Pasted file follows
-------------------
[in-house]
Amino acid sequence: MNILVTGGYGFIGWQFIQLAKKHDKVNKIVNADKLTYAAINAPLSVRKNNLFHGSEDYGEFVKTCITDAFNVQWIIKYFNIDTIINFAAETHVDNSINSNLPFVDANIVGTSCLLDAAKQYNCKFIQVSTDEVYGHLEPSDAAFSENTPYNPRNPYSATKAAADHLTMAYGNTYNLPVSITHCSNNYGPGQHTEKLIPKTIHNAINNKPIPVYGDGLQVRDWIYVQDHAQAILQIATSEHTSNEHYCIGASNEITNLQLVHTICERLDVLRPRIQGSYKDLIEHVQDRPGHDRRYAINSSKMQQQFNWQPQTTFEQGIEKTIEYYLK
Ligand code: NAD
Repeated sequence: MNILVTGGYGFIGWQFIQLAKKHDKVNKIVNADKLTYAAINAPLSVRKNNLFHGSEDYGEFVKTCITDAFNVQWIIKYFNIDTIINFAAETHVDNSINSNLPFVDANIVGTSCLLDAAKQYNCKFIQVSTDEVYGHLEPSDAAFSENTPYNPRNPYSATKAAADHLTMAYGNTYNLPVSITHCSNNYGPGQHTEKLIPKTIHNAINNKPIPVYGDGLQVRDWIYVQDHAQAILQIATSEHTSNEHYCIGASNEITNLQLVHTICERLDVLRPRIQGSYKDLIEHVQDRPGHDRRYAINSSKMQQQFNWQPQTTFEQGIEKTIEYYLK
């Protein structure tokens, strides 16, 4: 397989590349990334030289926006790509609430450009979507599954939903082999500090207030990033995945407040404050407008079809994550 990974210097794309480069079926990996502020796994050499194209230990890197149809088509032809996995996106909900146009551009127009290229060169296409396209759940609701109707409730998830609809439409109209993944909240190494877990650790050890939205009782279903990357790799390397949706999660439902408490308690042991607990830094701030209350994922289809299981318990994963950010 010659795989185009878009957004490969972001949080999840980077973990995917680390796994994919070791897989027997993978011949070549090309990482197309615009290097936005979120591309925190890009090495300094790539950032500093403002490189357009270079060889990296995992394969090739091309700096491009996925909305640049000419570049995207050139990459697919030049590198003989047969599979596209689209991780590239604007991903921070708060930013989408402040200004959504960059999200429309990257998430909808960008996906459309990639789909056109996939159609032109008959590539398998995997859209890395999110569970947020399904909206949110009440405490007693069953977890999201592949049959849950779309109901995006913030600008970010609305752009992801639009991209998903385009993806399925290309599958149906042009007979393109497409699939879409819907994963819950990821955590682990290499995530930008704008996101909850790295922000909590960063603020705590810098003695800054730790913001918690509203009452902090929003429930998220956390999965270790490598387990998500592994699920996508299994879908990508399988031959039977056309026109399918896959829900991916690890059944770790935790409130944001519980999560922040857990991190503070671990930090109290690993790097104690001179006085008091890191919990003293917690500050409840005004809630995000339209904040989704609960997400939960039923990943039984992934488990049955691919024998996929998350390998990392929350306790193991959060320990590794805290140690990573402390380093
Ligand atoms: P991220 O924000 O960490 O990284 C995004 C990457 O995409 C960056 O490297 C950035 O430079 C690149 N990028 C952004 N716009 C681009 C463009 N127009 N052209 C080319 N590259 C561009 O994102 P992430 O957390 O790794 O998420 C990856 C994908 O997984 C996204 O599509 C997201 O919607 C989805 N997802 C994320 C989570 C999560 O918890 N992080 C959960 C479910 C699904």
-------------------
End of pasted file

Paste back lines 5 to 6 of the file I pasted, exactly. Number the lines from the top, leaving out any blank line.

């Protein structure tokens, strides 16, 4: 397989590349990334030289926006790509609430450009979507599954939903082999500090207030990033995945407040404050407008079809994550 990974210097794309480069079926990996502020796994050499194209230990890197149809088509032809996995996106909900146009551009127009290229060169296409396209759940609701109707409730998830609809439409109209993944909240190494877990650790050890939205009782279903990357790799390397949706999660439902408490308690042991607990830094701030209350994922289809299981318990994963950010 010659795989185009878009957004490969972001949080999840980077973990995917680390796994994919070791897989027997993978011949070549090309990482197309615009290097936005979120591309925190890009090495300094790539950032500093403002490189357009270079060889990296995992394969090739091309700096491009996925909305640049000419570049995207050139990459697919030049590198003989047969599979596209689209991780590239604007991903921070708060930013989408402040200004959504960059999200429309990257998430909808960008996906459309990639789909056109996939159609032109008959590539398998995997859209890395999110569970947020399904909206949110009440405490007693069953977890999201592949049959849950779309109901995006913030600008970010609305752009992801639009991209998903385009993806399925290309599958149906042009007979393109497409699939879409819907994963819950990821955590682990290499995530930008704008996101909850790295922000909590960063603020705590810098003695800054730790913001918690509203009452902090929003429930998220956390999965270790490598387990998500592994699920996508299994879908990508399988031959039977056309026109399918896959829900991916690890059944770790935790409130944001519980999560922040857990991190503070671990930090109290690993790097104690001179006085008091890191919990003293917690500050409840005004809630995000339209904040989704609960997400939960039923990943039984992934488990049955691919024998996929998350390998990392929350306790193991959060320990590794805290140690990573402390380093
Ligand atoms: P991220 O924000 O960490 O990284 C995004 C990457 O995409 C960056 O490297 C950035 O430079 C690149 N990028 C952004 N716009 C681009 C463009 N127009 N052209 C080319 N590259 C561009 O994102 P992430 O957390 O790794 O998420 C990856 C994908 O997984 C996204 O599509 C997201 O919607 C989805 N997802 C994320 C989570 C999560 O918890 N992080 C959960 C479910 C699904």